## Multiples Of 5

### June 12, 2018

We have today an interview question from Amazon:

Write a program to determine if an integer is a multiple of 5 in O(log

n) time complexity. You cannot use the division or modulus operators.

Your task is to solve the Amazon interview question. When you are finished, you are welcome to read or run a suggested solution, or to post your own solution or discuss the exercise in the comments below.

(define (mult5 i)

(let* ((s (number->string i))

(n (string-length s)))

(memv (string-ref s (- n 1)) ‘(#\0 #\5))))

Some out-of-the-box approach to it, using Julia:

code:

function IsMultipleOf5(x::Int64)

X = string(x)

z = parse(Int64, X[end])

return (z == 0)||(z == 5)

end

testing:

IsMultipleOf5(150)

true

IsMultipleOf5(15)

true

IsMultipleOf5(12)

false

I’m not sure about the O() of this code, but it’s definitely faster than brute-forcing the problem.

In Python. I do not think that converting the number to string is a real solution, as it is not easy to write this conversion without div and mod.

Perl version return ! mod($a,5);

def is_multiple_five(n):

return str(n)[-1] in [“0″,”5”]

If we are going to do string manip and assume “integer”s

[sourcecode lang="perl"]

sub mult5{shift=~/[05]$/}

[sourcecode]

Ooops… If we are going to do string manip and assume “integer”s

Build a finite-state machine to process the bits right to left.

bool mult5(unsigned int n) {

unsigned short state = 0;

while (n != 0) {

switch (state) {

case 0:

state = (n & 1) ? 2 : 0;

break;

case 1:

state = (n & 1) ? 0 : 3;

break;

case 2:

state = (n & 1) ? 3 : 1;

break;

case 3:

state = (n & 1) ? 1 : 4;

break;

case 4:

state = (n & 1) ? 4 : 2;

break;

}

n >>= 1;

}

return (state == 0);

}

What the hell? Overcomplicating solutions won’t get you the job, either.

Python.

Define a recursive mod() function and use that to check if n % 5 == 0.

Or, here’s an iterative version that uses a non-restoring binary division algorithm to compute the remainder.

class multiply {

}

I like the finite state machine and recursive mod solutions.

A Python solution based on bisection:

Surprisingly, no-one has looked into the Log(10) option yet:

function imo5(x::Int64)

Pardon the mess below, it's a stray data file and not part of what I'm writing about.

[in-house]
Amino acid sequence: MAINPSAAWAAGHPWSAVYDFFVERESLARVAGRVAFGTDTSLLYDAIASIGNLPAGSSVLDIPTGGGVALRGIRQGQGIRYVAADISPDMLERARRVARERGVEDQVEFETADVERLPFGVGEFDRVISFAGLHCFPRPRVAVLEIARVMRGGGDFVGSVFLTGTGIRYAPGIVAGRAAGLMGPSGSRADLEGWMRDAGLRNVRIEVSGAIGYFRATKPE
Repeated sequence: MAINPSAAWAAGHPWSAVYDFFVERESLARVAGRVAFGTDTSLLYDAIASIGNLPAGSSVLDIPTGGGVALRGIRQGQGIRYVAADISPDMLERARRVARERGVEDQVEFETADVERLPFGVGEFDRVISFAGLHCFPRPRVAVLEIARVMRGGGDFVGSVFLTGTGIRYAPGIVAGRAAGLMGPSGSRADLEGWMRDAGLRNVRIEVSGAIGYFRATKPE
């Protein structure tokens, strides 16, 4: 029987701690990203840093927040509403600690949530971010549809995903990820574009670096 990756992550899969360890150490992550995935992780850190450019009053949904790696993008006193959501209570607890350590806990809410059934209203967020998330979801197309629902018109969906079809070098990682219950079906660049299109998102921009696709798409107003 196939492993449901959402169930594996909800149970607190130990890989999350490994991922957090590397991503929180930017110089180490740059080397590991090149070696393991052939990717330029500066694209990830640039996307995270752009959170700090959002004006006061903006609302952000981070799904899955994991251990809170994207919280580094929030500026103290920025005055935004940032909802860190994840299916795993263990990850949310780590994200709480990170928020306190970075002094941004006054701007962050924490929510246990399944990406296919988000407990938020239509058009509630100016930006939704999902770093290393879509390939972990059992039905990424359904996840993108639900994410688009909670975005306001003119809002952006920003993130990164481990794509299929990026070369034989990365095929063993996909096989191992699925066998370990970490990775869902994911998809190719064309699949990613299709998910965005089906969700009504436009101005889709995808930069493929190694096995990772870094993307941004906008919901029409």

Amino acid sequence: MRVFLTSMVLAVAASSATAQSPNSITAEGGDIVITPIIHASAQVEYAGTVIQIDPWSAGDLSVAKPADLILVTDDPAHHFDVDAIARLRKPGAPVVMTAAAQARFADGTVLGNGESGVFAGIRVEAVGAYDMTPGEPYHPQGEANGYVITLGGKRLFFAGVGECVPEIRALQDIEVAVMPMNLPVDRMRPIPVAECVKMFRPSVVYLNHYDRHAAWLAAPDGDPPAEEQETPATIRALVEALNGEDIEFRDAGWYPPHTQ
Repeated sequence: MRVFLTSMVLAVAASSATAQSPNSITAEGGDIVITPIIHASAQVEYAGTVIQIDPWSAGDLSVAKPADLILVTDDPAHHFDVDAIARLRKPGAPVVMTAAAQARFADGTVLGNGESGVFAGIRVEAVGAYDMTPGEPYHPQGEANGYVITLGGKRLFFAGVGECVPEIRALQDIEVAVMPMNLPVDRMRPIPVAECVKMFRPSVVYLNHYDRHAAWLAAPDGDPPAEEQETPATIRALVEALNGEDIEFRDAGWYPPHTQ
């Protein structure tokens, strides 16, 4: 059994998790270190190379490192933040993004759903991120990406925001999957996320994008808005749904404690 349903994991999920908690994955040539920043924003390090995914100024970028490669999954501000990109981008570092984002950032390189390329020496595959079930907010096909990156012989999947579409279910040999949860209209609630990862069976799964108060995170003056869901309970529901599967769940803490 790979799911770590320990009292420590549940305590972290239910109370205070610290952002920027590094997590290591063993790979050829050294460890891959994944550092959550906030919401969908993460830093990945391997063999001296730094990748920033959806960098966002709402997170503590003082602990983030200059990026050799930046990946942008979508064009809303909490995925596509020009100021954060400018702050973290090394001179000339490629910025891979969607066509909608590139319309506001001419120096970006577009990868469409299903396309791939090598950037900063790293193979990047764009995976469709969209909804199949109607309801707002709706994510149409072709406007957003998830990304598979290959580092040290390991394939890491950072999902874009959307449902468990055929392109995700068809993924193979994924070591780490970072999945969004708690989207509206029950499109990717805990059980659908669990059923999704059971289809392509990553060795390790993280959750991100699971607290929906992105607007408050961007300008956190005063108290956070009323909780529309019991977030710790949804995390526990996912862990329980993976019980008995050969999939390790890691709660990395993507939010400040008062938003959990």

if x == 0; return true; end

if x < 0; x = -x; end

z = floor(log(10, x))

end

After all, what are logarithms if not a quicker way to do division, multiplication, and powers?

:) If you allow floating point numbers, logarithms and exponentials then you can do

Here’s a silly program, but it

isvery fast, and it’s specific to Gambit Scheme:with resulting times

Converting the number to a string and checking the last digit would take a lot longer:

In Ruby. Using built-in Binary Search which has O(log n) charateristics.

Another solution in Ruby using a modified binary search algorithm.

Learning assembly MIPS. I’m using MARS to simulate it:

I made the mistake of trying

which immediately filled my 32GB memory with a list of multiples of 5:

So here’s a pseudo-R6RS version:

that computes

Here’s a solution in C++.

Example:

Two Perl6 solutions:

A solution in Racket.

Since 2^4 = 16 mod 5 is 1, we can just add up the (precalculated) mod 5s of the hex digits of n:

I like @matthew’s solution. That’s a great idea.

Here’s a solution in C, using an approach from section 10-17 of Hacker’s Delight.

Example:

(my recent solution assumes 64-bit integers)

I just realized my recent solution uses division :-(.

Here’s the updated version without division.

Here’s a corresponding Python version (unlike the C version above, this works on arbitrary sized integers).

Here’s a solution in C that uses binary long division.

Example:

@Daniel: nice solution. Actually, @gambiteer seems to have first made the observation about 2^4 = 1 mod 5. This means that n >> 4k = n mod 5 for any n and we can do this:

I initially missed @gambiteer’s solution. That’s a nice approach.

Here’s a similar approach that processes one bit at a time, utilizing 2**i mod 5 = {1,2,4,3}[i%4].

@programmingpraxis:

Your solution is $O((\log n)^2)$ in both space and time.

You compute a list of (approximately) $5^1$, $5^2$, …, $5^{\log n}$, which takes time and space proportional to $1+2+\cdots+\log n$, which is proportional to $(\log n)^2$.

Which is why it filled up the entire memory of my machine so quickly when I tried it on $5^{10,000,000}$.

I haven’t analyzed all the algorithms presented here, but I suspect that several others don’t satisfy the $O(\lot n)$ requirement except under very special circumstances.

When assuming 32-bit integers, for example, all algorithms are $O(1)$.

@Gambiteer: good point. Here’s a Python version of my solution up above that works on arbitrary length integers in log(n) time (ie. linear in the length of the binary representation). The number is repeatedly split into two halves and added (with a lower half of 4n bits, to preserve value mod5). 2^10000000000 is dealt with in a few seconds: